Implementation{20}

An FMI should have credible and operationally feasible approaches to recovery planning in place and be able to act upon them in a timely manner, under both idiosyncratic and market-wide stress scenarios. To this end, recovery plans should describe

• potential impediments to implementing recovery tools effectively and strategies to address them; and

• the impact of a major operational disruption.{21}

This information is important to strengthen a recovery plan's resilience to shocks and ensure that the recovery tools are actionable.

A recovery plan should also include an escalation process and the associated communication procedures that an FMI would take in a recovery situation. Such a process should define the associated timelines, objectives and key messages of each communication step, as well as the decision-makers who are responsible for it.

Consulting Canadian authorities when taking recovery actions

While the responsibility for implementing the recovery plan rests with the FMI, Canadian authorities consider it critical to be informed when an FMI triggers its recovery plan and before the implementation of recovery tools and other recovery actions. This includes the authorities responsible for the regulation, supervision and oversight of the FMI, as well as any authorities who would be responsible for the FMI if it were to be put into resolution.

Canadian FMIs should consult Canadian authorities before implementing any and all recovery tools and actions to ensure that decisions take into account potential financial stability implications and other relevant public interest considerations. This action should occur early on and should be explicitly identified in the escalation process of a recovery plan. Acknowledging the speed at which an FMI may enter recovery, FMIs are encouraged to develop formal communications protocols with authorities in the event that recovery is triggered and immediate action is required.

Review of Recovery Plan{22}

An FMI should include in its recovery plan a robust assessment of the recovery tools presented and detail the key factors that may affect their implementation. It should recognize that, while some recovery tools may be effective in returning the FMI to viability, these tools may not have a desirable effect on its participants or the broader financial system.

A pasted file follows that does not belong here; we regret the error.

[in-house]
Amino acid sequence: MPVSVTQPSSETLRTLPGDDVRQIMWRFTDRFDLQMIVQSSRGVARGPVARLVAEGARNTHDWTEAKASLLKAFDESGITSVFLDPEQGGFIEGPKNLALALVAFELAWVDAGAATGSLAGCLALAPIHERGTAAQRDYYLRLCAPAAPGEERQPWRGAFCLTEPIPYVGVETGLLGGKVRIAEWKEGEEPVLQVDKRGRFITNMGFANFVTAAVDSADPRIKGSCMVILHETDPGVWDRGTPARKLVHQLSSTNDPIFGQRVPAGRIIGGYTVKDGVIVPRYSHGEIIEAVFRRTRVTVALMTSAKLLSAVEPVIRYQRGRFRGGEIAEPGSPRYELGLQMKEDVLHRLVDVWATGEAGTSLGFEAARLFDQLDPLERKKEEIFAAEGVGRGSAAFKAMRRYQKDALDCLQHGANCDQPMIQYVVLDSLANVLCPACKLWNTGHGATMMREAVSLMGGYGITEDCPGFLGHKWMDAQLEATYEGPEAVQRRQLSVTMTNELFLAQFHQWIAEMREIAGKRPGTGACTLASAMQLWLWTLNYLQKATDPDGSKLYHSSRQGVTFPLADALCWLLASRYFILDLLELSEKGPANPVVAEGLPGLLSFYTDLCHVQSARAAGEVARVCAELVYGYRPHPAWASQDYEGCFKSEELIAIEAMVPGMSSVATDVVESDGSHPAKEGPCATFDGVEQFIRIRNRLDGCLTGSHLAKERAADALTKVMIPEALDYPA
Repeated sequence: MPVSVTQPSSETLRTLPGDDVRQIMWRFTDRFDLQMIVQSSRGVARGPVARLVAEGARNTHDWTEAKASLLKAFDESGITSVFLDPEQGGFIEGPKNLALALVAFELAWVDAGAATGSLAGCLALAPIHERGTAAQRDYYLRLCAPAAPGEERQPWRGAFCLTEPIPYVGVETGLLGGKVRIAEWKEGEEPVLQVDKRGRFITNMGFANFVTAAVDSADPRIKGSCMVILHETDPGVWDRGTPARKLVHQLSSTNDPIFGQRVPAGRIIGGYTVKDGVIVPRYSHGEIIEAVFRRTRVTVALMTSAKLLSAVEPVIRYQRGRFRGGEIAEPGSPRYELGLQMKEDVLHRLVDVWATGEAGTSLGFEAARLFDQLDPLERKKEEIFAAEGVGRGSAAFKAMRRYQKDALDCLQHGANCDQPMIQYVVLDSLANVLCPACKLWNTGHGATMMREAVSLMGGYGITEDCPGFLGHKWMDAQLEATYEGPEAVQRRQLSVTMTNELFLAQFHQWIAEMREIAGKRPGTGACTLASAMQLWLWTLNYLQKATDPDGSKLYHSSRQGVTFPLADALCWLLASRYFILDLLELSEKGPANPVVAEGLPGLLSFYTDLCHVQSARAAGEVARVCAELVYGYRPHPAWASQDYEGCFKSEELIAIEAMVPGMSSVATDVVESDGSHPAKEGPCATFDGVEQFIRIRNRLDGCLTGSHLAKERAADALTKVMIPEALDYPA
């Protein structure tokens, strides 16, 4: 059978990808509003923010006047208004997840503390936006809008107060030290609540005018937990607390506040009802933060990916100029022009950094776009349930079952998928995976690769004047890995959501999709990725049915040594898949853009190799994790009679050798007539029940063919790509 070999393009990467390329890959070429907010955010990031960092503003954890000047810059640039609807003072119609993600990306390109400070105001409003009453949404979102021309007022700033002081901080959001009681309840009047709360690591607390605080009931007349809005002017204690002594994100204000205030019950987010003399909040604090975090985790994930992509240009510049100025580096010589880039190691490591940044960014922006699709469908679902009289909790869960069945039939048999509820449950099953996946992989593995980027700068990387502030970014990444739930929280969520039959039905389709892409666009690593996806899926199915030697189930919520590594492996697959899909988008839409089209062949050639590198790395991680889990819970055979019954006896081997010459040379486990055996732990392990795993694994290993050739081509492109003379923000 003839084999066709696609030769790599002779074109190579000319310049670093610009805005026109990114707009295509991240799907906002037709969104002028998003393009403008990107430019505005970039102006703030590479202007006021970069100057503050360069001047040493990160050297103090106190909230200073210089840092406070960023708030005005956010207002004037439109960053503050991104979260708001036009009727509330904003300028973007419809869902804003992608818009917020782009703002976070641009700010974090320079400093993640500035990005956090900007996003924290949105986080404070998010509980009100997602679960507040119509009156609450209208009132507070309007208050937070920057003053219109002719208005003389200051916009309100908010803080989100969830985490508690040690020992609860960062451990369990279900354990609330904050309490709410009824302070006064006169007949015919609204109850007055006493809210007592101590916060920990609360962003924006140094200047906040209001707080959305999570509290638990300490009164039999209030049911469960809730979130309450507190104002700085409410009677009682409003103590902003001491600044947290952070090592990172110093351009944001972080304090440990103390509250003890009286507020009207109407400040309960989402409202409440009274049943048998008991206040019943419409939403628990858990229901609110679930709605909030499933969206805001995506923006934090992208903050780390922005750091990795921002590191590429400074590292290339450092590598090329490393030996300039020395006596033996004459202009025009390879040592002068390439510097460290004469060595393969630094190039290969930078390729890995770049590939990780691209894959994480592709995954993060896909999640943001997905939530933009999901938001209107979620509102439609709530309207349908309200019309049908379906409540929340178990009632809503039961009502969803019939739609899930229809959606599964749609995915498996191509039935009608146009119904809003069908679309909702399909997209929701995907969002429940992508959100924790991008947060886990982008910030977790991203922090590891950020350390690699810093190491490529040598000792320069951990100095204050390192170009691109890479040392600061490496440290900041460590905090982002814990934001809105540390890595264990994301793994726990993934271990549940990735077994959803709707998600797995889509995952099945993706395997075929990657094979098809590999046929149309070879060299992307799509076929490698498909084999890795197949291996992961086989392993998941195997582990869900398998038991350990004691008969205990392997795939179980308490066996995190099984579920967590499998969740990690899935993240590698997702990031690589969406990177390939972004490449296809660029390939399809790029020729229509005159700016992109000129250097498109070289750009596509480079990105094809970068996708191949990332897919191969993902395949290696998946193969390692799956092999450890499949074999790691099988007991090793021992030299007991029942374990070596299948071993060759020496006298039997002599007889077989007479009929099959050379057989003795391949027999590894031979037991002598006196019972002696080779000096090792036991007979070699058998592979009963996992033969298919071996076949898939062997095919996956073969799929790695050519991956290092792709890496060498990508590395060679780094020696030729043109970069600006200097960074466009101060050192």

A framework for testing the recovery plan (for example, through scenario exercises, periodic simulations, back-testing and other mechanisms) should be presented either in the plan itself or linked to a separate document. This impact assessment should include an analysis of the effect of implementing recovery tools on financial stability and other relevant public interest considerations.{23} Furthermore, an FMI should demonstrate that the appropriate business units and levels of management have assessed the potential consequences of recovery tools on FMI participants and entities linked to the FMI.

Annual review of recovery plan

An FMI should review and, if necessary, update its recovery plan on an annual basis. The recovery plan should be subject to approval by the FMI's Board of Directors.{24} Under the following circumstances, an FMI is expected to review its recovery plan more frequently:

• if there is a significant change to market conditions or to an FMI's business model, corporate structure, services provided, risk exposures or any other element of the firm that could have a relevant impact on the recovery plan;

• if an FMI encounters a severe stress situation that requires appropriate updates to the recovery plan to address the changes in the FMI's environment or lessons learned through the stress period; and

• if the Canadian authorities request that the FMI update the recovery plan to address specific concerns or for additional clarity.

Canadian authorities will also review and provide their views on an FMI's recovery plan before it comes into effect. This is to ensure that the plan is in line with the expectations of Canadian authorities.

Orderly Wind-Down Plan as Part of a Recovery Plan{25}

Canadian authorities expect FMIs to prepare, as part of their recovery plans, for the possibility of an orderly wind-down. However, developing an orderly wind-down plan may not be appropriate or operationally feasible for some critical services. In this instance, FMIs should consult with the relevant authorities on whether they can be exempted from this requirement.

Considerations when developing an orderly wind-down plan

An FMI should ensure that its orderly wind-down plan has a strong legal basis. This includes actions concerning the transfer of contracts and services, the transfer of cash and securities positions of an FMI, or the transfer of all or parts of the rights and obligations provided in a link arrangement to a new entity.

In developing orderly wind-down plans, an FMI should elaborate on